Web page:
Our small office is working from home because of the pandemic. One woman with young children is being paid full-time but has made it clear that during the day she’s busy with homework, virtual dance lessons, etc. The rest of us are grateful to have jobs but are resenting this. Advice?
It may be the acme of hypocrisy, since I’ve spent most of my adult life working from home, but I’ve always been a little leery of people who “work from home” – especially those who aren’t particularly used to or geared to it.
I’m used to it, and I love my work, so I wake up every day champing at the bit to get going.
I used to work as a writer/producer for a talk show, and our boss, who was also the host, used to “work from home” a lot – usually two or three days a week. We knew it was mostly a crock. The guy who sat next to me and I would joke about it.
Once our boss called to ask what was happening and tell us how hard she was working.
The caller I.D. read: “Tito’s Hair Salon.”
Of course now, because of COVID-19, hordes of people are genuinely working from home. I believe many are struggling with it, especially those with little kids and/or kids staying home from school.
I tried to “work from home” when I was a stay-at-home dad overseeing three little kids. I’m the first to admit that it did not work. I laugh at myself now until I want to put my head down on my desk and weep when I think of my former plan: “I’ll write while they nap.”
Naive. When by some miracle I managed to “put them down” – to use that macabre parenting term – for a nap, I became a rest-seeking missile myself and ran, not walked, and dove, literally not figuratively, into bed for a nap of my own.
For me, the ticket back to sanity and productivity was getting help: mostly a part-time caregiver, plus my mother and my wife, who took off-peak shifts.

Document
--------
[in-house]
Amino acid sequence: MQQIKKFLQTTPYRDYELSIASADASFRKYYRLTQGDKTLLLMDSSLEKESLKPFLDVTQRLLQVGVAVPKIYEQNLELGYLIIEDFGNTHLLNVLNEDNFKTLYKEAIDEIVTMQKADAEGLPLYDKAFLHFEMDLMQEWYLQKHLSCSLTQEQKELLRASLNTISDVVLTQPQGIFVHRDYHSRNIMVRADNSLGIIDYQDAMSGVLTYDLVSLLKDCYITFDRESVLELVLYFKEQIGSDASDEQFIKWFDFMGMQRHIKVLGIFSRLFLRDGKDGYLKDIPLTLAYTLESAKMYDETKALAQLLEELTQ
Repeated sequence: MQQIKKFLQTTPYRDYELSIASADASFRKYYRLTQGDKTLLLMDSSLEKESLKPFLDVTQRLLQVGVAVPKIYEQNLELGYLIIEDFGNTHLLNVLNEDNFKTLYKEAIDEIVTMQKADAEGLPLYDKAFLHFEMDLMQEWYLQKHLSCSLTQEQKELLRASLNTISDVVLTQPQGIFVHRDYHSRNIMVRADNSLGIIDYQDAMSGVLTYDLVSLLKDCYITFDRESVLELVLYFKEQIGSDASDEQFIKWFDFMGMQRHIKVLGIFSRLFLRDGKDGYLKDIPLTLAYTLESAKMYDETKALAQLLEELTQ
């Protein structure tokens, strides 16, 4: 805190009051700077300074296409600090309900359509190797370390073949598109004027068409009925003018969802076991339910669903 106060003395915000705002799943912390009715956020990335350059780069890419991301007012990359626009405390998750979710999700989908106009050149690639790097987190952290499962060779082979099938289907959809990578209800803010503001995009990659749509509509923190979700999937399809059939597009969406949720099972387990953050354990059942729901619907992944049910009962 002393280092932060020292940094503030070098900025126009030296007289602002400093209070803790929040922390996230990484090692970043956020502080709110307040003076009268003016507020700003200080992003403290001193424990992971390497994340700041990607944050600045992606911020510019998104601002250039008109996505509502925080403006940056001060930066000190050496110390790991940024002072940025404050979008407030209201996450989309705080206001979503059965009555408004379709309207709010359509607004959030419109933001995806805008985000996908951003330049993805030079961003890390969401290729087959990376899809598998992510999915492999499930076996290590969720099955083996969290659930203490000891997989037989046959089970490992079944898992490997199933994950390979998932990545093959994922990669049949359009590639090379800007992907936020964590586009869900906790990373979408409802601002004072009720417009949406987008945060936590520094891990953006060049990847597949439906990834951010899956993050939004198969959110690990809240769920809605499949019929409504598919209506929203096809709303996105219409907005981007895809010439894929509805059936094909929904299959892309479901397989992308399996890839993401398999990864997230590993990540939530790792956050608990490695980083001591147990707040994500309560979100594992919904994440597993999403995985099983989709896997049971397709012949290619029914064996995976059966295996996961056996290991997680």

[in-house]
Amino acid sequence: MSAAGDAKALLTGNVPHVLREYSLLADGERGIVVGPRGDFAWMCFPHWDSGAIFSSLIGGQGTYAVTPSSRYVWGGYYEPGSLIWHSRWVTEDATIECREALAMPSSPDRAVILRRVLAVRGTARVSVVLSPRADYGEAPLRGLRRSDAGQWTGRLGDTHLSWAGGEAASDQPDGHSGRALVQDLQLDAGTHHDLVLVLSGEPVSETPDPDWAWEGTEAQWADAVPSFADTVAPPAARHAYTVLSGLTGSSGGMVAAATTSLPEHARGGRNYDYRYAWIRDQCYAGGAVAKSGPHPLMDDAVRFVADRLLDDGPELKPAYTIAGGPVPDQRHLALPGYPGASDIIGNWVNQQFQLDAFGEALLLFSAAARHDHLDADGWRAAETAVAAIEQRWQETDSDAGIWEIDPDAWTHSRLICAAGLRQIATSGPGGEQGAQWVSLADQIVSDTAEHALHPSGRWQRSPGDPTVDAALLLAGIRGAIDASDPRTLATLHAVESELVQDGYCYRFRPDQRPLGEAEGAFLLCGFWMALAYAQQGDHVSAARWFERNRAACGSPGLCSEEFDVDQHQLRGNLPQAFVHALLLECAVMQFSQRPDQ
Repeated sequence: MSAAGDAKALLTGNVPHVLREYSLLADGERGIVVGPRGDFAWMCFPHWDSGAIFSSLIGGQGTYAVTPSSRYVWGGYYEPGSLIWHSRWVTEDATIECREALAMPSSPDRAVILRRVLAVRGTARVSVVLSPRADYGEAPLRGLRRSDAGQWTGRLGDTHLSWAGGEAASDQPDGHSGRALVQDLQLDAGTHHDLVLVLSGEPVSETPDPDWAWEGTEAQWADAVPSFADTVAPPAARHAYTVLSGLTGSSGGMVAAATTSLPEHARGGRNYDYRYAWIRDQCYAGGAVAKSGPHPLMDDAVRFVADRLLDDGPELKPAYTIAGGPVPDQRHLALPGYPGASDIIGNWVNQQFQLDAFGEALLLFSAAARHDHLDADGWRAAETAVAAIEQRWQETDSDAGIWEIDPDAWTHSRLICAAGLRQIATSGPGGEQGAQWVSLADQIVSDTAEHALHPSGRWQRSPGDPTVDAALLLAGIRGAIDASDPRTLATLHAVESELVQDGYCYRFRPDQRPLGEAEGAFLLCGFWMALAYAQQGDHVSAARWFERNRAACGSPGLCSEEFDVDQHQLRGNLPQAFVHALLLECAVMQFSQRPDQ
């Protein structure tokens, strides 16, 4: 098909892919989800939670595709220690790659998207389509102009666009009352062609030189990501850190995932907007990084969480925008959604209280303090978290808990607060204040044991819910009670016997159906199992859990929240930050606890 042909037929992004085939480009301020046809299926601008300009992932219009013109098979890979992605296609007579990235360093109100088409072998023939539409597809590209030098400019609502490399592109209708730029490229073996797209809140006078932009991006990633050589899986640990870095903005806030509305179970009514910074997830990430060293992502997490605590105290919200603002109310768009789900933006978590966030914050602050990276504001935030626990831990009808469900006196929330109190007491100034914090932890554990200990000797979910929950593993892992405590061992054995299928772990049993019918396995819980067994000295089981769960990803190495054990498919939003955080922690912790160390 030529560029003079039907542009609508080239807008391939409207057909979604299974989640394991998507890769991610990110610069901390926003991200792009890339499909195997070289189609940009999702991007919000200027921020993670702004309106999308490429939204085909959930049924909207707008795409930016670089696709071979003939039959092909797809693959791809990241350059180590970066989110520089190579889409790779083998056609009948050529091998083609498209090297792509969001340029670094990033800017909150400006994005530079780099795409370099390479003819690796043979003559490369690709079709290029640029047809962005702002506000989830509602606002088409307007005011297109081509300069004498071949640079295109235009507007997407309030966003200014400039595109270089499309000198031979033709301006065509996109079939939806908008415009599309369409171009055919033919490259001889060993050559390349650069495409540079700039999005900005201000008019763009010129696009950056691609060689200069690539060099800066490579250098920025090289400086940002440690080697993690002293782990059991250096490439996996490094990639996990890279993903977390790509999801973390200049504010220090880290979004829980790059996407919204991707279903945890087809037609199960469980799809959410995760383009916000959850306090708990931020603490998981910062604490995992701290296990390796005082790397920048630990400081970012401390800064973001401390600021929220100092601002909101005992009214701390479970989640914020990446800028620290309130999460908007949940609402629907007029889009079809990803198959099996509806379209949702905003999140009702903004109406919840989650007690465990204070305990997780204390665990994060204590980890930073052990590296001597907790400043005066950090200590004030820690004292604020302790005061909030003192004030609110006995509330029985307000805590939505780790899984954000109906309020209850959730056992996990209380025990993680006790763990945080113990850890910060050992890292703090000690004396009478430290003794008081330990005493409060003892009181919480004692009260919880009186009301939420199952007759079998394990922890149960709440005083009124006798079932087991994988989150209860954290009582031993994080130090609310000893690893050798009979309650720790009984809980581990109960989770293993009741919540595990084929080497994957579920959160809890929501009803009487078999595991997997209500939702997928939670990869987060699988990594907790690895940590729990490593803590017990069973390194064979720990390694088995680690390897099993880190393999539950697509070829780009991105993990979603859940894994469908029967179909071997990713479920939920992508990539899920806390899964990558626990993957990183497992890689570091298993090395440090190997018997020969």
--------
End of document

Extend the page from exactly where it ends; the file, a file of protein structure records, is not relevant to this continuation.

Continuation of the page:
But that’s easier said than done, these days. It might be hard for her to get help.
A hired caregiver? You’re not supposed to have outside people in your house these days. And you don’t know how scrupulous the caregiver may or may not have been about sequestration.
Mother or mother-in-law come over? You have to be especially careful in COVID-19 times about the possibility of exposing older people to the virus.
Spouse help out? Maybe your colleague is a single mom, or her partner is a useless layabout who refuses to lend a hand (unfortunately not that far-fetched a scenario).
So I say: Be compassionate. See whether she can work flexible hours, e.g. 7 a.m. to 1 p.m., then take wall-climbing kids to the park to blow off steam, then resume in evenings when the children are asleep. Or whatever she can manage.
Ultimately, though, I think this is a matter for a boss to manage and you should give him/her a heads up. You say you’re a small shop, so I can only assume if one person isn’t pulling their weight then it is increasing everyone else’s workload and could wind up making you all look bad.
Don’t think of yourself as ratting your colleague out. It’s battle conditions and you’re a platoon. Or maybe the better analogy is a life raft: If it sinks, you all go down. Good luck and stay well.
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